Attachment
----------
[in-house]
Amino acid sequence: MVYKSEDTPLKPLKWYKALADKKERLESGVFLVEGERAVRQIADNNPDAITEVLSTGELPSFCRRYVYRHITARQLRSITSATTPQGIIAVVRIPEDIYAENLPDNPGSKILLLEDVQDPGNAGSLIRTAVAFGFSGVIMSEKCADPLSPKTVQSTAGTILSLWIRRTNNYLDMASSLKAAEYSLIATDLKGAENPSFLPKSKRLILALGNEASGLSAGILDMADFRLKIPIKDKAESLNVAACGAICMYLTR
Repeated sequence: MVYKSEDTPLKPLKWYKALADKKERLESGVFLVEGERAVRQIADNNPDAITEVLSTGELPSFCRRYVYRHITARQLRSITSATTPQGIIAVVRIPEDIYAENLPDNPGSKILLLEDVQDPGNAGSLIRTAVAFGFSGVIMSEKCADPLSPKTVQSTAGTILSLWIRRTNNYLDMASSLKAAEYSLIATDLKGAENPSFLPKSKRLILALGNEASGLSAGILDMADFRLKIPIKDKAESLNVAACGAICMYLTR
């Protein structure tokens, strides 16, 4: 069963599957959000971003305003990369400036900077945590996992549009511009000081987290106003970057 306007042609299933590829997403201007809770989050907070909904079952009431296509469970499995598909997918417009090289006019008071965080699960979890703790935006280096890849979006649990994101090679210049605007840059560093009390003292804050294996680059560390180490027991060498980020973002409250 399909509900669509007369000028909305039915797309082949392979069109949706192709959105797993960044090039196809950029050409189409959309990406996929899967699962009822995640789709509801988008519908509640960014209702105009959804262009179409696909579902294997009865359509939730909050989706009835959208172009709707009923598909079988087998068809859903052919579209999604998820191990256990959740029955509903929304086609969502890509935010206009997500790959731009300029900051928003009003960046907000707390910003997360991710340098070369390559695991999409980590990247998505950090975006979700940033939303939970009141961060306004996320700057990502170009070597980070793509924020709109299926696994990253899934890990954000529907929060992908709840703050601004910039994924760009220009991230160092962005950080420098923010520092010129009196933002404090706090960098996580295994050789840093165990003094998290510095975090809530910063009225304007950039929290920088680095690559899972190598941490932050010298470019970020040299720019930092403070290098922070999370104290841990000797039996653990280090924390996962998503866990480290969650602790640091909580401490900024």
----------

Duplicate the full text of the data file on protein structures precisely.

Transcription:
[in-house]
Amino acid sequence: MVYKSEDTPLKPLKWYKALADKKERLESGVFLVEGERAVRQIADNNPDAITEVLSTGELPSFCRRYVYRHITARQLRSITSATTPQGIIAVVRIPEDIYAENLPDNPGSKILLLEDVQDPGNAGSLIRTAVAFGFSGVIMSEKCADPLSPKTVQSTAGTILSLWIRRTNNYLDMASSLKAAEYSLIATDLKGAENPSFLPKSKRLILALGNEASGLSAGILDMADFRLKIPIKDKAESLNVAACGAICMYLTR
Repeated sequence: MVYKSEDTPLKPLKWYKALADKKERLESGVFLVEGERAVRQIADNNPDAITEVLSTGELPSFCRRYVYRHITARQLRSITSATTPQGIIAVVRIPEDIYAENLPDNPGSKILLLEDVQDPGNAGSLIRTAVAFGFSGVIMSEKCADPLSPKTVQSTAGTILSLWIRRTNNYLDMASSLKAAEYSLIATDLKGAENPSFLPKSKRLILALGNEASGLSAGILDMADFRLKIPIKDKAESLNVAACGAICMYLTR
């Protein structure tokens, strides 16, 4: 069963599957959000971003305003990369400036900077945590996992549009511009000081987290106003970057 306007042609299933590829997403201007809770989050907070909904079952009431296509469970499995598909997918417009090289006019008071965080699960979890703790935006280096890849979006649990994101090679210049605007840059560093009390003292804050294996680059560390180490027991060498980020973002409250 399909509900669509007369000028909305039915797309082949392979069109949706192709959105797993960044090039196809950029050409189409959309990406996929899967699962009822995640789709509801988008519908509640960014209702105009959804262009179409696909579902294997009865359509939730909050989706009835959208172009709707009923598909079988087998068809859903052919579209999604998820191990256990959740029955509903929304086609969502890509935010206009997500790959731009300029900051928003009003960046907000707390910003997360991710340098070369390559695991999409980590990247998505950090975006979700940033939303939970009141961060306004996320700057990502170009070597980070793509924020709109299926696994990253899934890990954000529907929060992908709840703050601004910039994924760009220009991230160092962005950080420098923010520092010129009196933002404090706090960098996580295994050789840093165990003094998290510095975090809530910063009225304007950039929290920088680095690559899972190598941490932050010298470019970020040299720019930092403070290098922070999370104290841990000797039996653990280090924390996962998503866990480290969650602790640091909580401490900024």